Word of this talented young surgeon reached Dr. Gordon Armstrong, legendary for his spinal surgery skills. Dr. Armstrong invited Don to come join him for a fellowship at the Ottawa Civic Hospital, as it was then called. It turned out that Dr. Armstrong was succession planning. As he wound down his own illustrious career, he hoped this up and coming spinal surgeon would take over his practice. In 1988, Don joined the staff at the Ottawa Civic Hospital, subspecializing in spinal and orthopedic trauma surgery. In addition to his busy practice, he became a member of the Ontario Race Physicians in 1986 and completed his Diploma of Sport Medicine in 1990. Then on October 8, 1992, Don was asked to come and introduce himself to the Ottawa Senators. It was their inaugural game, against Montreal, and the team physician thought it would be good for the players to know Don in case they ever needed

Don stabilized his neck and moved him onto a spine board. Don has been their medical physician ever since and the Senators’ head team physician since 2002. While there have been many high points in his career, like getting to meet hockey legend Bobby Orr, some of his best memories are of being able to give hope to people after a serious injury. One of his first patients was injured in a game in New Jersey when he and another player crashed into each other. His spine was broken. “He had just started playing in the NHL and now he’s in tears thinking his career’s over. And I said, ‘Maybe. Maybe not. It depends on your rehabilitation.’” Following spinal bracing, Don sent the player to a newly opened spinal rehab clinic called the Canadian Back Institute. He played for another five years with the NHL and then went on to play in England. “It’s great any time you help somebody who thinks their life has been completely changed forever.”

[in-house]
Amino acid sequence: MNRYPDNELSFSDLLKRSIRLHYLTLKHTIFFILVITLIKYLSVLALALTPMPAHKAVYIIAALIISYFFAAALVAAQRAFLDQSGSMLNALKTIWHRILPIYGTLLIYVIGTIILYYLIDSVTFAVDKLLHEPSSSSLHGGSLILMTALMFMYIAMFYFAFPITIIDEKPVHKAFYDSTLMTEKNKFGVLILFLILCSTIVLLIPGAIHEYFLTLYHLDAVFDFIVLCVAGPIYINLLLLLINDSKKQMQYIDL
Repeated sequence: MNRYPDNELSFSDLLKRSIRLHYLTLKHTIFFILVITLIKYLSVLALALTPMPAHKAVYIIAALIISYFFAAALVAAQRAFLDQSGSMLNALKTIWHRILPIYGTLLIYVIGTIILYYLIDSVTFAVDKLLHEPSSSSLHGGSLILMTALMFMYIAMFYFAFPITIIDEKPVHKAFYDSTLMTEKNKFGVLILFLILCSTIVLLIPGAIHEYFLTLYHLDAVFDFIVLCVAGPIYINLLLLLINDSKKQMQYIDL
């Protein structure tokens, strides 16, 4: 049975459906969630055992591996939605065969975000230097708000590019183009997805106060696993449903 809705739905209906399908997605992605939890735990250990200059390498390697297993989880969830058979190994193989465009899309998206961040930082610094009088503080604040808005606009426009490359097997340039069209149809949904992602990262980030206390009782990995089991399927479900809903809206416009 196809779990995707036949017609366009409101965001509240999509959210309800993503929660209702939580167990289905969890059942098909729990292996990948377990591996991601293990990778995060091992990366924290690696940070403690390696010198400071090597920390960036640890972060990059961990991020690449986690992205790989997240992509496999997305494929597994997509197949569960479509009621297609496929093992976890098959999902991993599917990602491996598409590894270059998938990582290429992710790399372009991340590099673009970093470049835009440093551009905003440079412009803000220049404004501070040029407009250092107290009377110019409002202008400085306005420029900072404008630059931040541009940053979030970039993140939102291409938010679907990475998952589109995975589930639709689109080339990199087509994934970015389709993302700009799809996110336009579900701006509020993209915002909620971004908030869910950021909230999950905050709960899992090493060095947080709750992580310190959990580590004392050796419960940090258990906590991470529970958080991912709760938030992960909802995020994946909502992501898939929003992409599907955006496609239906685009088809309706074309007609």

On his way to see a patient in the emergency ward at the Ottawa Hospital, a car went through an intersection and collided with Don’s motorcycle. him for any spinal problems. He didn’t even have a seat for the game. Hockey teams typically had their own emergency doctors or surgeon, who could take care of everything but the spine. They would occasionally bring in an orthopedic spinal surgeon. In that first game, a Senators’ defenceman was slammed against the boards. The head team physician yelled for Don to get out there. The player was unconscious on the ice.

In 2010, Don had his own experience with a critical injury. On his way to see a patient in the emergency ward at the Ottawa Hospital, a car went through an intersection and collided with Don’s motorcycle. He broke ten ribs on his left side and five on his right side. He stopped breathing and his lungs were so badly bruised that they could only ventilate him with a volume of air they would use for a small child. He remained in a coma for three days.

p Dr. Chow escorts an injured goalie off the ice during a Senators’ game in 2013.

The life-threatening experience had a profound impact on Don. Not long after his recovery, he decided to retire from spinal surgery to spend more time with his children and grandchildren. In addition to his commitment to family, Don is a strong supporter of health care and health care research. He is very proud that Thunder Bay now has a medical school so that young people are no longer obliged to leave home to pursue medicine. He and his siblings established the Wing and Sophia Chow Family Bursary for students entering their first year at the Northern Ontario School of Medicine. The bursary is open to students who have graduated from Lakehead University and a Thunder Bay high school. The bursary also recognizes two individuals who dedicated their lives to encouraging their children to pursue higher education. “Our parents,” Don says, “are the ones who taught us the value of hard work and education.”

19


Diane and Ron

Watson Community Champions